[Startup Bharat] This Nagpur couple built a data migration engine which serves customers in the US

By Sampath Putrevu|26th Dec 2019
Smita and Sandesh Gawande run Torana Inc. has built an agile rules engine named, ‘iCEDQ’ to automate ETL testing, data migration testing, and big data testing.
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Sandesh Gawande, the Chief Technology Officer (CTO) of Torana Inc., came across one of the most common problems in technology – unsuccessful data migrations. He found out that there was not a single way to ensure the success rate, nor existed a platform that automated testing to extract, transform, and load (ETL), and data migration.


Typically, ETL testing refers to the testing of the data that is extracted from one database and transferred to another. With no solution to the problem, Sandesh says, ETL testing could potentially influence several million-dollar technology companies that deal with huge amounts of data daily. Further, the problem needed a platform that would automate the phenomenon and also assure quality.


Torana Inc.

Sandesh and Smita.




"Born out of this problem was iCEDQ, an enterprise-suite DataOps automation software and a data quality governance platform for ETL testing, big data testing, and data migration testing," says Sandesh.


This agile rules engine was built by Torana Inc., a software product company started by Smita Gawande (CEO) and her husband, Sandesh Gawande.


Based out of Nagpur, Torana was founded in February 2007. At present, the startup has offices in Nagpur, which is 63-member strong, and Stamford, Connecticut, the United States, with 18 employees.


The startup derives its name from the Torana Fort, built by Chhatrapati Shivaji. It signifies a symbol of purpose, initiative, bravery, and strength.

Product roadmap

Smita and Sandesh are both engineers. Smita is a computer science engineer and has experience working as a business intelligence architect at companies like GE Capital, Verizon, and Praxair in the US. Sandesh is a mechanical engineer and has experience working and consulting as data and ETL architect for companies like Qualcomm, GE, Deutsch Bank, JPMorgan Chase, and Morgan Stanley.


Sandesh was heading the back-office migration process for one of the financial firms when the Chief Information Officer (CIO) commented on the data compromise during the migration process. He researched and found out that no such product was available in the market to prevent the same. So, he decided to work on the problem.


Sandesh says, "We revised our product thrice. We redesigned it and finally built a JAVA-based in-memory engine, and now we have Apache spark-based in-memory engine. The ever-changing technology space is a challenge but, we take it as an opportunity to keep our products updated for the customers."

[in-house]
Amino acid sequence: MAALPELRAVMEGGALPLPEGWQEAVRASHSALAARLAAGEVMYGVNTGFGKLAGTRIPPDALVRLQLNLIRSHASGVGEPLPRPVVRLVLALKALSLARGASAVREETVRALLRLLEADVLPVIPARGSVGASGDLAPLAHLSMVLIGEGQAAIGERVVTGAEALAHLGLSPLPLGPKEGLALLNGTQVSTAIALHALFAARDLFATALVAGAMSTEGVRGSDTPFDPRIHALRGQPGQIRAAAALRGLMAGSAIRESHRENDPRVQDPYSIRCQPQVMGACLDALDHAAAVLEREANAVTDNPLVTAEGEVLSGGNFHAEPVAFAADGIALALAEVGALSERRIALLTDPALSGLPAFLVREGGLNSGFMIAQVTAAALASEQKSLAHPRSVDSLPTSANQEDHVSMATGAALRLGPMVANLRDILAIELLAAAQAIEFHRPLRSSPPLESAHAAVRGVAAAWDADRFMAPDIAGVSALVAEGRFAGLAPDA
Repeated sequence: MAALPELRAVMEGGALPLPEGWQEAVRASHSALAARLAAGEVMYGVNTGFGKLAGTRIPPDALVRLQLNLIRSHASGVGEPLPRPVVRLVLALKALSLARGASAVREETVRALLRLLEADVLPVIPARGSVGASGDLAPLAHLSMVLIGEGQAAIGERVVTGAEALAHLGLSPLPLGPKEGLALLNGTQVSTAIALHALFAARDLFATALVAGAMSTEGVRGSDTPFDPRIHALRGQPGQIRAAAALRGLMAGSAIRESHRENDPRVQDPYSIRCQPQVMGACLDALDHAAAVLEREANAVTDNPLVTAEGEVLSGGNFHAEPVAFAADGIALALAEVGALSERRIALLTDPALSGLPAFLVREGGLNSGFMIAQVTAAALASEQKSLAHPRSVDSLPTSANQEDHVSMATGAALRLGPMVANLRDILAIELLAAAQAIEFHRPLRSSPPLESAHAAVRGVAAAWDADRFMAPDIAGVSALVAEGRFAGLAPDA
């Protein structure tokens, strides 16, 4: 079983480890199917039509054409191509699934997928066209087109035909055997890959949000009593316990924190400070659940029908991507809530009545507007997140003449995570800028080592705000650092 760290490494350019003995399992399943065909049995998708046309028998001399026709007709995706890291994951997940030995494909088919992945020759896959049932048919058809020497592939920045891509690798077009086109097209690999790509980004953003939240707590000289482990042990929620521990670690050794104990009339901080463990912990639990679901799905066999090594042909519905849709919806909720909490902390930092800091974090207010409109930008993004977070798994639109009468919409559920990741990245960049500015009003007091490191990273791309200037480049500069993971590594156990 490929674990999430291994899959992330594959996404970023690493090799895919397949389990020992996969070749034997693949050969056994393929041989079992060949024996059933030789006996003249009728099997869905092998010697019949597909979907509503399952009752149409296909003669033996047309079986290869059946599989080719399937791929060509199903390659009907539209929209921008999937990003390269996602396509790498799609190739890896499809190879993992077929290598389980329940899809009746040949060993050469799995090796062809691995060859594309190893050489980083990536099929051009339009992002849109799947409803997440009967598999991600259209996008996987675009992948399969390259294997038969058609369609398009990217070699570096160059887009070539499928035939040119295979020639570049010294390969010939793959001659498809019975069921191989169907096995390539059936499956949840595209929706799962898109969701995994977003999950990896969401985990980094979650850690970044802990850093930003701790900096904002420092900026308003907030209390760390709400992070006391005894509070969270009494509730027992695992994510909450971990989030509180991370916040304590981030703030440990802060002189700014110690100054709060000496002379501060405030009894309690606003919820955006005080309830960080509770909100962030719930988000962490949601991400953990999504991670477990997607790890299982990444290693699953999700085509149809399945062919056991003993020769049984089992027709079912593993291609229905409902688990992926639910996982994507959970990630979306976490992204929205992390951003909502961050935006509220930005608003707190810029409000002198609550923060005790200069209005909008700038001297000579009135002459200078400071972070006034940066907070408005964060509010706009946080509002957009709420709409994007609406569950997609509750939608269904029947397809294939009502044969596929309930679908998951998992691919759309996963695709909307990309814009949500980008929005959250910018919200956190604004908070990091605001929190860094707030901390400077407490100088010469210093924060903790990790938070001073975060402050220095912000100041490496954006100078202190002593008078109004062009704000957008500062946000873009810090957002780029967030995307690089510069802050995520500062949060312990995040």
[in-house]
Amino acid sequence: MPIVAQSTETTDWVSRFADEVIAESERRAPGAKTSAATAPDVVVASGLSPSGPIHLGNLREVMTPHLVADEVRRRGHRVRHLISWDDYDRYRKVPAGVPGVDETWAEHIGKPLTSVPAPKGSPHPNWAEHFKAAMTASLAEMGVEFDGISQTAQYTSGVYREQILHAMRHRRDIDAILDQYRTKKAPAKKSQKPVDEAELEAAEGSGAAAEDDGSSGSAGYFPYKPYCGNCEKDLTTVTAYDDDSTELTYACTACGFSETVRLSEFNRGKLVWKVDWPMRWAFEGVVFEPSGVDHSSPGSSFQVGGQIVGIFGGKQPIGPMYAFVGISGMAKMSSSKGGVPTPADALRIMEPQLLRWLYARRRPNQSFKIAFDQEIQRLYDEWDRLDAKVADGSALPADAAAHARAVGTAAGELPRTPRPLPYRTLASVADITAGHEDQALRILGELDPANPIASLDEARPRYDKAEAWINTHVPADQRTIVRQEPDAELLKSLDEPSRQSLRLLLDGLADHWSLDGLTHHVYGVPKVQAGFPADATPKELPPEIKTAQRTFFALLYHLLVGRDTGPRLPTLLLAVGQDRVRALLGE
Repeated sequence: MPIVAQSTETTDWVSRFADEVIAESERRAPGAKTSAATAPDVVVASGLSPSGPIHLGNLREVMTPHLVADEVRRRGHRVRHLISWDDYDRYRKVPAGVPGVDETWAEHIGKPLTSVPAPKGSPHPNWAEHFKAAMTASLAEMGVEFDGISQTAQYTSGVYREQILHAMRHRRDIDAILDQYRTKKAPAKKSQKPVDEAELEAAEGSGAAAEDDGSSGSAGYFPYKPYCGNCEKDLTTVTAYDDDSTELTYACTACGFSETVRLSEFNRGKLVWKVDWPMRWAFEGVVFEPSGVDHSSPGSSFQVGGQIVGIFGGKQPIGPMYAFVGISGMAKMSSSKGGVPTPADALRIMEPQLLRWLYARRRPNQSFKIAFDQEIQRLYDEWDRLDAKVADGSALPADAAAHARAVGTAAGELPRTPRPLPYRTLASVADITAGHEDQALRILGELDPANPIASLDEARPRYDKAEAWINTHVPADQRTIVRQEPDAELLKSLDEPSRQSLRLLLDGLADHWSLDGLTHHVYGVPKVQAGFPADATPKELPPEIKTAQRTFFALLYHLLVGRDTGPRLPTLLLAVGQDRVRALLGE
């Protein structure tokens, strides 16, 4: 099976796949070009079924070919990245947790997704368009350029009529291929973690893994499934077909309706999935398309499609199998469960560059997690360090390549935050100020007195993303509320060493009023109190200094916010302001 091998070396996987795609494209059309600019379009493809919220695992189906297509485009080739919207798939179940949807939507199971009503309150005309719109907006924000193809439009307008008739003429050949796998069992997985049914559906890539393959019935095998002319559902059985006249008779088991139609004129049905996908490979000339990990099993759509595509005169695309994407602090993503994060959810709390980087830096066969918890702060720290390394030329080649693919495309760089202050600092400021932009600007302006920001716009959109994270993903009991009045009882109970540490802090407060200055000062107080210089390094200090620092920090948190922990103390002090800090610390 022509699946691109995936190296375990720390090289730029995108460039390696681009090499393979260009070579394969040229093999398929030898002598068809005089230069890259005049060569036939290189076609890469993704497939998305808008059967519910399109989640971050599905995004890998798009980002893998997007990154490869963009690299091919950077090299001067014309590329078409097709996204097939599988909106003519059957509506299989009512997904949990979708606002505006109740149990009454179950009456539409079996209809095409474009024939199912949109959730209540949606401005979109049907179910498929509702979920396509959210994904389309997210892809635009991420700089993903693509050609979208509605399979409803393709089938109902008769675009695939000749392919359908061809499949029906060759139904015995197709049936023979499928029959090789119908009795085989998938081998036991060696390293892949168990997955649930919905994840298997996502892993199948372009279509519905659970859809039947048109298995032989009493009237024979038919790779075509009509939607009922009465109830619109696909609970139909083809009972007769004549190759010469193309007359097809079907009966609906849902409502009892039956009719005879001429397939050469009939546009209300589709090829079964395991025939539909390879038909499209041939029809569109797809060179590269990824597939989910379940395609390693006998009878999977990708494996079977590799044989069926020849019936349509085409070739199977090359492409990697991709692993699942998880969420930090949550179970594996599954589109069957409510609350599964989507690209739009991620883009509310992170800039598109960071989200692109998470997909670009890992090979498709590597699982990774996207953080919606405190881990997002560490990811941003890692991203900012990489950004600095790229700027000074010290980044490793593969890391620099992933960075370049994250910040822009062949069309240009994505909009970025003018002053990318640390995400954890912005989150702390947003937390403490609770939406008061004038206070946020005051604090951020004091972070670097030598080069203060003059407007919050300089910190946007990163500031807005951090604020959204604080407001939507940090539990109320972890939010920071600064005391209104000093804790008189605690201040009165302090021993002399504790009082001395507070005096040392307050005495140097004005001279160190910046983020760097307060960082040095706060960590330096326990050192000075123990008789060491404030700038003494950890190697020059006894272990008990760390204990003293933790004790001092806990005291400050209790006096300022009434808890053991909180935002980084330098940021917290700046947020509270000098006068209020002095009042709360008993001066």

Considering iCEDQ was a technical and not a business product, Sandesh says, the tech teams ought to get approvals from the business teams to buy a product like this. Since iCEDQ is a niche technical product, Sandesh says content strategy and educating people is a challenge. Several companies still work with the manual form of ETL testing; they don’t know that such a product exists and can solve their problem.

Business model

iCEDQ was built as an agile rules engine to improve productivity and shorten the project timelines of testing data warehouse and ETL projects, with powerful features. Torana follows the licensing business model for iCEDQ, where users buy the licenses in three editions – standard, high throughput, and big data.


The first customer of Torana was Nomura Securities, and the next few customers were acquired through digital marketing. The startup’s clientele list reportedly includes the likes of the New York Stock Exchange, IBM, Lockheed Martin, Nomura, Great American Insurance Group, etc.


Sandesh says the feedback loops from the startup's customers have helped the company evolve the product continuously into a complete test data management solution.


He also claims that the platform has matured into full-agile, delivering 100x scalability, and 40 percent cost reduction, over the manual and cumbersome ETL testing processes.


Bootstrapped since day one, the company is now estimated to be making an annual recurring revenue of $5 million. Sandesh says the startup has been constantly innovating in the data testing space, by using customer feedback and the latest technological developments to grow the product. The startup also has two other products in development, he adds.


"We aim to grow both vertically, as well as horizontally in the data testing space," Sandesh concludes.


(Edited by Suman Singh)


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